What we will deal with in this article is the issue of adultery and the offspring that results from such a relationship.
By Rabbi Ari Enkin, Rabbinic Director, United with Israel
This week’s Torah portion is “Acharei Mot-Kedoshim” (Leviticus 16:1-20-27), which is actually two different Torah portions combined into one.
The first, Acharei Mot, or Acharei for short, deals primarily with the Yom Kippur service. The second reading, Kedoshim, deals extensively with all kinds of individual mitzvot (commandments), making up about 10% of all the mitzvot in the Torah. What we will deal with in this article is the issue of adultery and the offspring such a relationship may produce. Indeed, the word “kedoshim” means “holy,” and we are told that maintaining purity in sexual relationships is what makes us holy.
The sin of adultery is well known. It’s one of the Ten Commandments. (Yes, they are 10 “commandments” not 10 “suggestions”). What many people may not realize, however, is that adultery is the sin of having relations with a married woman. Or, in other words, adultery is when a married woman has relations with a man other than her husband.
Although it is certainly unbecoming and immoral for a married man to have relations with an unmarried woman, it is not defined as “adultery.” Adultery, and most other forms of sexual sin, are considered one of the “three sins”— the other two being idolatry and bloodshed— for which one should theoretically give up one’s life rather than transgress.
Although the definiton of adultery may sound “unfair,” it is quickly understood bearing in mind that according to Torah law, a man can have more than one wife. A woman, however, cannot have more than one husband. Hence, we see clearly that a man having relations with multiple women is permitted under the right circumstances. There is no way, however, for a woman to have relations with more than one man.
Nowadays, however, Judaism essentially forbids polygamy. Even when polygamy was practiced, it never ended well.
In addition to being a sin against one’s spouse, adultery is as much a sin against God, who forbade such behavior in the Torah. As mentioned, it is one of the most severe transgressions in the entire Torah, tied with murder and idolatry, all of which are punishable by death.
A man who discovers his wife committed adultery is generally required to divorce her. Such a woman is forbidden to ever marry either her original husband or her adulterous partner. As the Talmud puts it, “What she wanted is not given to her, and what she had in her hand is taken from her.”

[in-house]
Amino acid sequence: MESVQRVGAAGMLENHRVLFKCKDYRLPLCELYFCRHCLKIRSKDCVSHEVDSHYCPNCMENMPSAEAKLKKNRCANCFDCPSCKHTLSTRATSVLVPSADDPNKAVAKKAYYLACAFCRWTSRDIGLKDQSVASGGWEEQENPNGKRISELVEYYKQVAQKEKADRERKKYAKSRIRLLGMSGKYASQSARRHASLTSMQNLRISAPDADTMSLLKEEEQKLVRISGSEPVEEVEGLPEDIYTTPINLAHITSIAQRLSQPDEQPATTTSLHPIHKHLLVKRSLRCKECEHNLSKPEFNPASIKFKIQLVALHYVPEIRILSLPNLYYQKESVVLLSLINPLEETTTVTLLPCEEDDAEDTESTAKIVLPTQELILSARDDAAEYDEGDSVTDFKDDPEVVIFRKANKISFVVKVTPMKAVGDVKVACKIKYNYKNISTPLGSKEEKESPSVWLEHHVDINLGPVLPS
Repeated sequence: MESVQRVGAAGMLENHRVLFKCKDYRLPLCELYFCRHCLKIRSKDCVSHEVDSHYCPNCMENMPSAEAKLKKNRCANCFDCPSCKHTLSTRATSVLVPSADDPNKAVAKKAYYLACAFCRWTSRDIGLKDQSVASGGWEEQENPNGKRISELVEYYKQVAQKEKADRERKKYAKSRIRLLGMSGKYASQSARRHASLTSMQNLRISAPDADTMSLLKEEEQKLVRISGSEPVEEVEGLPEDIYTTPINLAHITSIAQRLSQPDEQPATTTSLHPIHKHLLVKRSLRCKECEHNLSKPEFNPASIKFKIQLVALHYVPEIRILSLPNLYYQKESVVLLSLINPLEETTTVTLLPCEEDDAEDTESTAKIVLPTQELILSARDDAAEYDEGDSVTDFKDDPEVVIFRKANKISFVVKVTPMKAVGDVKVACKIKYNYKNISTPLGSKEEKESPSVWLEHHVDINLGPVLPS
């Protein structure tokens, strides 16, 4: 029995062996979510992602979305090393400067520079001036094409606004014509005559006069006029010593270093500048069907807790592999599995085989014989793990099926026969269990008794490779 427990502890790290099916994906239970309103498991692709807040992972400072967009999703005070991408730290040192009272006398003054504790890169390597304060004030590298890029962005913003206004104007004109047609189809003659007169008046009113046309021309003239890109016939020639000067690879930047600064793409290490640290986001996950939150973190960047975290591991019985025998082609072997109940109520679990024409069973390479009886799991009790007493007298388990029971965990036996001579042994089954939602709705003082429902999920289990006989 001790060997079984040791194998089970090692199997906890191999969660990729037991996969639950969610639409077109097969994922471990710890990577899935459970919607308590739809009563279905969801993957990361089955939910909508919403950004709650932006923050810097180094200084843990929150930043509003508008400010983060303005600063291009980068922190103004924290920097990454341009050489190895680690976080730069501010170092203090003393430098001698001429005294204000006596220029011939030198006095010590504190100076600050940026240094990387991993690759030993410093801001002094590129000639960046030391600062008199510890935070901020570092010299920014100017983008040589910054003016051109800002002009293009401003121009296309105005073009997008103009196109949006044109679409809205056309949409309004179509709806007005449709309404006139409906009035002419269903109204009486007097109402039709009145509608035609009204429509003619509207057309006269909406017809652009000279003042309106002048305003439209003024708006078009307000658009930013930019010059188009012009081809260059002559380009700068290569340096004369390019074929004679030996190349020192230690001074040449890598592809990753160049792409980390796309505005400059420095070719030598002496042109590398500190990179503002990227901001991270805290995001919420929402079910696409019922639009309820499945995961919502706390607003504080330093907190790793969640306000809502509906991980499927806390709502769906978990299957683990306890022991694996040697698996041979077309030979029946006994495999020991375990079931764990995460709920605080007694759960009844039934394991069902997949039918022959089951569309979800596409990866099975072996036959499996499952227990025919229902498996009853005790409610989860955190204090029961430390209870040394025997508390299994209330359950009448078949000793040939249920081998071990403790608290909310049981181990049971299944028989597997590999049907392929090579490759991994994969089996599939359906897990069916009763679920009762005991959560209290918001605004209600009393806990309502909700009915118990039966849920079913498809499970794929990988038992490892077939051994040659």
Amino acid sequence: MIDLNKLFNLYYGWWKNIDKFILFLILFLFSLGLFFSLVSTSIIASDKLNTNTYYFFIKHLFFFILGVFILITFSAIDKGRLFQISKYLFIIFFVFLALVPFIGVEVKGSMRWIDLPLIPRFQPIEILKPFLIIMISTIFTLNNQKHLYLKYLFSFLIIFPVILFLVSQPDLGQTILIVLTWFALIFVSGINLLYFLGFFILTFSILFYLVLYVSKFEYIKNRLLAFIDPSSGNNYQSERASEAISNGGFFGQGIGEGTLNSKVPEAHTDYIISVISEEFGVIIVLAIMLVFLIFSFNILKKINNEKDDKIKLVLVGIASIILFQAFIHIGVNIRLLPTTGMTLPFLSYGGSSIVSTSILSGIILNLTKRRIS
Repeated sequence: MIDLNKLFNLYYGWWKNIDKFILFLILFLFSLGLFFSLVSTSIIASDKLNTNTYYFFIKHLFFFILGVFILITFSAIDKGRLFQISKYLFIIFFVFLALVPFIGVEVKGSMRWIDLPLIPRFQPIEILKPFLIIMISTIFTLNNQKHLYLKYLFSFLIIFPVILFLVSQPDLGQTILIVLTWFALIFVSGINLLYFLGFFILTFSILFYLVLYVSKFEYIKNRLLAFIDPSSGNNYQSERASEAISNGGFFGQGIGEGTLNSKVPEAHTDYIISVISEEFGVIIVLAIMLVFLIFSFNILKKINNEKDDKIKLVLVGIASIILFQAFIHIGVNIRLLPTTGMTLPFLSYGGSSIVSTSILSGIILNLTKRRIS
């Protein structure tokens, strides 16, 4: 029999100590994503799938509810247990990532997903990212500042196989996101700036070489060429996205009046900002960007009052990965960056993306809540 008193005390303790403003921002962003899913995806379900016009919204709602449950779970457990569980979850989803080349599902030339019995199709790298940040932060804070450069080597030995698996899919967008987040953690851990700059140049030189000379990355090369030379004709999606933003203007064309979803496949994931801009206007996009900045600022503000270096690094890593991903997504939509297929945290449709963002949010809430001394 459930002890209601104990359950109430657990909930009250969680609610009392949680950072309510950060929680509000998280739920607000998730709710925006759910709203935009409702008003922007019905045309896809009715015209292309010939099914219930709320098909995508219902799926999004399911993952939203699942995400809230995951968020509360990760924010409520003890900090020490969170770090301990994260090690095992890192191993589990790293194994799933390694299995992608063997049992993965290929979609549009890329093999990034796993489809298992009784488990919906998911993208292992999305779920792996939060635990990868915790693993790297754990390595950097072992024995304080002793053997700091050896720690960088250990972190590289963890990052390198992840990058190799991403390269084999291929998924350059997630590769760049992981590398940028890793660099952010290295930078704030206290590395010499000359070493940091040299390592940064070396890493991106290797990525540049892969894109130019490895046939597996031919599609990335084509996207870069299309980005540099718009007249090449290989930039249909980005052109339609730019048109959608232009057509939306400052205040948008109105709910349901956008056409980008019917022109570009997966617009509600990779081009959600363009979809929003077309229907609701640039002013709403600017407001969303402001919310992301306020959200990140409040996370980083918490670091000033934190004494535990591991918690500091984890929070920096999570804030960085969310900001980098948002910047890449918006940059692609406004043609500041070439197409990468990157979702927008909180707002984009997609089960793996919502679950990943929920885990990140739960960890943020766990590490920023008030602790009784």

It goes without saying that adultery is defined as a consensual relationship. A woman who is raped is not considered an adulteress and would not be required to divorce her husband unless he is a Kohen, a topic beyond the scope of this article.
A child born from an adulterous affair is known as a” mamzer” in Judaism, often translated as “bastard,” and is very limited to who he or she can marry. The Hebrew word mamzer is said to be made up of two words – “mum,” meaning “blemish” and “zar,” meaning “outsider.” Despite the stigma and social challenges that a mamzer faces, he or she is recognized as a full member of the Jewish people and is treated as an equal. As the sages teach, “a mamzer who is a Torah scholar takes precedence over the High Priest who in unlearned.” A mazer is not to be mistreated for his parents’ sin.
Unfortunately, a mamzer can easily be produced when a woman who was married according to Jewish law does not divorce according to Jewish law. If such a woman remarries only according to secular law and gives birth, the child is considered a mamzer because in the eyes of Jewish law, the woman is still married to her first husband. This is one of many reasons why it is absolutely essential that every Jewish couple, regardless of their level of observance, obtain a Jewish divorce should they decide to end their marriage.
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